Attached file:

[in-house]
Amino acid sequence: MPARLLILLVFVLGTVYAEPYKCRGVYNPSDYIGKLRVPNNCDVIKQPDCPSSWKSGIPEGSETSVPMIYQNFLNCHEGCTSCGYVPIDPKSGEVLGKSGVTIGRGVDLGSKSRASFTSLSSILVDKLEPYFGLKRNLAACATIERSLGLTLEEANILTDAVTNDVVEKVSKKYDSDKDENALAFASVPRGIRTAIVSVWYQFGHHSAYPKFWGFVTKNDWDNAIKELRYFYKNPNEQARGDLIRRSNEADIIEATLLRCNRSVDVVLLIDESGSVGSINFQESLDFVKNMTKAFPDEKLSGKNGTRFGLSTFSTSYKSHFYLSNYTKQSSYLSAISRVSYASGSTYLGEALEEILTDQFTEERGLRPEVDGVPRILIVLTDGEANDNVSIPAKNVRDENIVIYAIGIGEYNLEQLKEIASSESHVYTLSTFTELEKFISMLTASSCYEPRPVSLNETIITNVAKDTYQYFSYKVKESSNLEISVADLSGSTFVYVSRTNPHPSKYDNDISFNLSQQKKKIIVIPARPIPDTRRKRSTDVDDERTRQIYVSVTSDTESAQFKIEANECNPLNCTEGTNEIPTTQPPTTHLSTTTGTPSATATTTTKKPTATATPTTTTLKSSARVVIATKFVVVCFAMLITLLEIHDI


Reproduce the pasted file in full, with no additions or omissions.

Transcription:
[in-house]
Amino acid sequence: MPARLLILLVFVLGTVYAEPYKCRGVYNPSDYIGKLRVPNNCDVIKQPDCPSSWKSGIPEGSETSVPMIYQNFLNCHEGCTSCGYVPIDPKSGEVLGKSGVTIGRGVDLGSKSRASFTSLSSILVDKLEPYFGLKRNLAACATIERSLGLTLEEANILTDAVTNDVVEKVSKKYDSDKDENALAFASVPRGIRTAIVSVWYQFGHHSAYPKFWGFVTKNDWDNAIKELRYFYKNPNEQARGDLIRRSNEADIIEATLLRCNRSVDVVLLIDESGSVGSINFQESLDFVKNMTKAFPDEKLSGKNGTRFGLSTFSTSYKSHFYLSNYTKQSSYLSAISRVSYASGSTYLGEALEEILTDQFTEERGLRPEVDGVPRILIVLTDGEANDNVSIPAKNVRDENIVIYAIGIGEYNLEQLKEIASSESHVYTLSTFTELEKFISMLTASSCYEPRPVSLNETIITNVAKDTYQYFSYKVKESSNLEISVADLSGSTFVYVSRTNPHPSKYDNDISFNLSQQKKKIIVIPARPIPDTRRKRSTDVDDERTRQIYVSVTSDTESAQFKIEANECNPLNCTEGTNEIPTTQPPTTHLSTTTGTPSATATTTTKKPTATATPTTTTLKSSARVVIATKFVVVCFAMLITLLEIHDI